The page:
Knopfler heard ("Storybook Love") and asked if I knew about this movie he was doing. It was a Rob Reiner film about a princess and a prince. The song was about the same subject matter as the film, so we submitted it to Reiner and he loved it. About six or seven months later, I was half asleep when the phone rang. It was the Academy of Arts and Sciences with the whole spiel. I hung up on them! They called back and Lisa (his wife) answered the phone. She came in to tell me that I was nominated for "Storybook Love." It's pretty wild. It's not the Grammys — it's the Academy Awards, which is different for a musician. Before I knew it, I was performing on the awards show with Little Richard. It was the year of Dirty Dancing, and they won.[2]

Critical Reviews[edit]

Professional ratings
Review scores
Source Rating
Allmusic 4/5 stars[3]
Cover of the 1994 Raven CD reissue of Miracle.

Trouser Press called the album’s production “bland and gimmicky,” but added, “DeVille's seasoned voice is as strong and colorful as ever, putting the snappy 'Angel Eyes,' romantic 'Nightfalls' and Van Morrison's 'Could You Would You?' in the album's plus column.”[4]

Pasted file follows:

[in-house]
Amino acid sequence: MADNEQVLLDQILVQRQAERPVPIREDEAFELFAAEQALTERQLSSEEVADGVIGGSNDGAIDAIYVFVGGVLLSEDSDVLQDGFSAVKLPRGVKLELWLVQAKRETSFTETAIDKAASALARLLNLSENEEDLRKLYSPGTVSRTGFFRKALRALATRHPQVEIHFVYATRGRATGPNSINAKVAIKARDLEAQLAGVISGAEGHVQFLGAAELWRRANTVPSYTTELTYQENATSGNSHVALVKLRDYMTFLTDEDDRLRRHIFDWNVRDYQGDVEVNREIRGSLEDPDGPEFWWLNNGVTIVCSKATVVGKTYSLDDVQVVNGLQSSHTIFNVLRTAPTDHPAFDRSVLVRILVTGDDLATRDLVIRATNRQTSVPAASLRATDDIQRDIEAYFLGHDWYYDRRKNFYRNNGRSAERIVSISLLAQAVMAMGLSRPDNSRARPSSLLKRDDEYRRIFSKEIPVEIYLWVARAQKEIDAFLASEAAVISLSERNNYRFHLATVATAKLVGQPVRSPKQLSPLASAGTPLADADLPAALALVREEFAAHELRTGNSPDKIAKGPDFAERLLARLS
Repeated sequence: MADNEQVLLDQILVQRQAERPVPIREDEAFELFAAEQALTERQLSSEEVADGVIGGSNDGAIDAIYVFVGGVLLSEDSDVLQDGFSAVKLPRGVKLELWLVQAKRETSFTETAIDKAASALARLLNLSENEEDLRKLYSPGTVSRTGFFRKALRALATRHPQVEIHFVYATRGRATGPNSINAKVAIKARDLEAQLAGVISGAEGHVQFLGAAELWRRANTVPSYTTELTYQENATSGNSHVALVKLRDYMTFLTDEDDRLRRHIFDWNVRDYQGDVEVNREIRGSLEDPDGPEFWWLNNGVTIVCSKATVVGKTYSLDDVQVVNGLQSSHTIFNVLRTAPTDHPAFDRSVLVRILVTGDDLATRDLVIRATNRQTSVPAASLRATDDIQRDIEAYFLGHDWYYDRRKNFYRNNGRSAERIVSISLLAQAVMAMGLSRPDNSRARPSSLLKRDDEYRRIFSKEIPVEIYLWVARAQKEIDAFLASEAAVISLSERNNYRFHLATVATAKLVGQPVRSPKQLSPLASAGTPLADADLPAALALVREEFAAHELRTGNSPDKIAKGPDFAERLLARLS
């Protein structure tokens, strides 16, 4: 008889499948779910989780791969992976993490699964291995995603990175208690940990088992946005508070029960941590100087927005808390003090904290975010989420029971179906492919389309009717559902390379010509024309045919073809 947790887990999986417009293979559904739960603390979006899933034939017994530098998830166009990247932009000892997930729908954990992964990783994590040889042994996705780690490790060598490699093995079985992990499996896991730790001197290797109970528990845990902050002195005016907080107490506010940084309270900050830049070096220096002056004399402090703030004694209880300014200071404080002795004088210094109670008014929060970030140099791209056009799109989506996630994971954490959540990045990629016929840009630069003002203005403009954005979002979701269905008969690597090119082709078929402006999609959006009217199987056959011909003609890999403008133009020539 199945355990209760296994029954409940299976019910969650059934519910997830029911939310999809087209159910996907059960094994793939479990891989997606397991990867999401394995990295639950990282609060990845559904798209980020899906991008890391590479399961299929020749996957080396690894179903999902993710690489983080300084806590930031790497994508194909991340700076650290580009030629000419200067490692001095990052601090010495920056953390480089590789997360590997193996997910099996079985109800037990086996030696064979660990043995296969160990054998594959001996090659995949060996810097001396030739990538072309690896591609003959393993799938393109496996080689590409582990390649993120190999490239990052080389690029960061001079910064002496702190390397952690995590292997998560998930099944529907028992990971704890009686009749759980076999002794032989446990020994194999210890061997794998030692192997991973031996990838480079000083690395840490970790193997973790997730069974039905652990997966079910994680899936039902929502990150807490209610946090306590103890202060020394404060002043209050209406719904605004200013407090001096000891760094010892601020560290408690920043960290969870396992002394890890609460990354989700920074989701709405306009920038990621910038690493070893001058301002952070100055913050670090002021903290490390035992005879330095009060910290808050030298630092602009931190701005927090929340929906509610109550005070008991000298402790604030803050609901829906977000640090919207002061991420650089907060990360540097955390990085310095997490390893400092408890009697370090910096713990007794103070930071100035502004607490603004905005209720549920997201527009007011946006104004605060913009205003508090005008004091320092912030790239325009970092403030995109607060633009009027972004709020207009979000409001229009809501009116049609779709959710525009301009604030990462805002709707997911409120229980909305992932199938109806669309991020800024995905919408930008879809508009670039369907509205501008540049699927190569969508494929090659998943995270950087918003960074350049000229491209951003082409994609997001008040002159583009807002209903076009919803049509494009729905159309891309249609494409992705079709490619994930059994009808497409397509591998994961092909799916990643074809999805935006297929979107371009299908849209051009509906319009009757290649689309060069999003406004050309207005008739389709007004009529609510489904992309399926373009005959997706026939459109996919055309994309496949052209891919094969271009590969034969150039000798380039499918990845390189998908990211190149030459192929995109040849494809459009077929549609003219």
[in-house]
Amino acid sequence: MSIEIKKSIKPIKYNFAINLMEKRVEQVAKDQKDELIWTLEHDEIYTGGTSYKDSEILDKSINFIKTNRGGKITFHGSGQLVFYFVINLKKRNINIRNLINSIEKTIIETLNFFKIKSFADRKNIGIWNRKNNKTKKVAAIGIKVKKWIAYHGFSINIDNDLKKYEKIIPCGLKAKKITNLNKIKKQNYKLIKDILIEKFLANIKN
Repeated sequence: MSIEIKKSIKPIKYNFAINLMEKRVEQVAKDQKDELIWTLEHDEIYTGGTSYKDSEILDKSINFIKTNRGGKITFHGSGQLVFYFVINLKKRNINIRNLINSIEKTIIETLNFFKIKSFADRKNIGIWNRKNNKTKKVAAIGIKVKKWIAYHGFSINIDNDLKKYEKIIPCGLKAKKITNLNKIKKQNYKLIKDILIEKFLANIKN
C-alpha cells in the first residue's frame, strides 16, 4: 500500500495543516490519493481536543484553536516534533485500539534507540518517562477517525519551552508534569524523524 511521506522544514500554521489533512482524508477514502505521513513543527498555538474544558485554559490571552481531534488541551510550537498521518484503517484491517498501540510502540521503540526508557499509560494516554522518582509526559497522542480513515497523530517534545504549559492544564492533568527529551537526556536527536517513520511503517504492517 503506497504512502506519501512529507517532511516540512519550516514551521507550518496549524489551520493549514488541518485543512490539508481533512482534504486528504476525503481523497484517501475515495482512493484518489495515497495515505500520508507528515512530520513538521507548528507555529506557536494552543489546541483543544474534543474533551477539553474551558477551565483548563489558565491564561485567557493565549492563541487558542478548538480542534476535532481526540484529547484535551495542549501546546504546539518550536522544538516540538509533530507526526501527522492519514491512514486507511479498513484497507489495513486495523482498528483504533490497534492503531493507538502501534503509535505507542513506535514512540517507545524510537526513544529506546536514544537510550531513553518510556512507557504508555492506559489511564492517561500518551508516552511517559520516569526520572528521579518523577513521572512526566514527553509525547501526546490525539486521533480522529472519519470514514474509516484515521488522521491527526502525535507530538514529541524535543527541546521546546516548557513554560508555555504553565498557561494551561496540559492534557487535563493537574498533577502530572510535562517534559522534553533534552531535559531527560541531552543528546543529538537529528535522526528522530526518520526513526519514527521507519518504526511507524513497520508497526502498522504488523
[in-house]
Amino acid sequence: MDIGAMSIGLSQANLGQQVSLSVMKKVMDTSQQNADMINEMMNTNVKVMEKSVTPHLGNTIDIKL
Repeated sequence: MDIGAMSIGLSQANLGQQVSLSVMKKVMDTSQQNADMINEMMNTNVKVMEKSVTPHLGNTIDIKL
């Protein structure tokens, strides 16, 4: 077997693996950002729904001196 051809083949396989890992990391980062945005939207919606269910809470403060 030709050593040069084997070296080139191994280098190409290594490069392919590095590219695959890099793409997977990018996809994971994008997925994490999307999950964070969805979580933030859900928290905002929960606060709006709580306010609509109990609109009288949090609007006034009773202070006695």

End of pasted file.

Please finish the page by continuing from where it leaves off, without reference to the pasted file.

Thom Jurek of Allmusic wrote, "There is a notable difference in production style thanks to Dire Strait Mark Knopfler at the helm, softening the edges a bit and changing the focus to DeVille as a singer of fine pop ballads. The set yielded a surprise sideways hit in the tune 'Storybook Love,' which Knopfler borrowed for his soundtrack to The Princess Bride, but the album received little promotion or airplay. Too bad. The title track and the gorgeous 'Angel Eyes' offer great evidence for DeVille as a unique vocal stylist whose roots lay in the rock & roll of the Doc Pomus generation, and 'Could You Would You,' written by Van Morrison, is one of DeVille's finest cover songs."[5]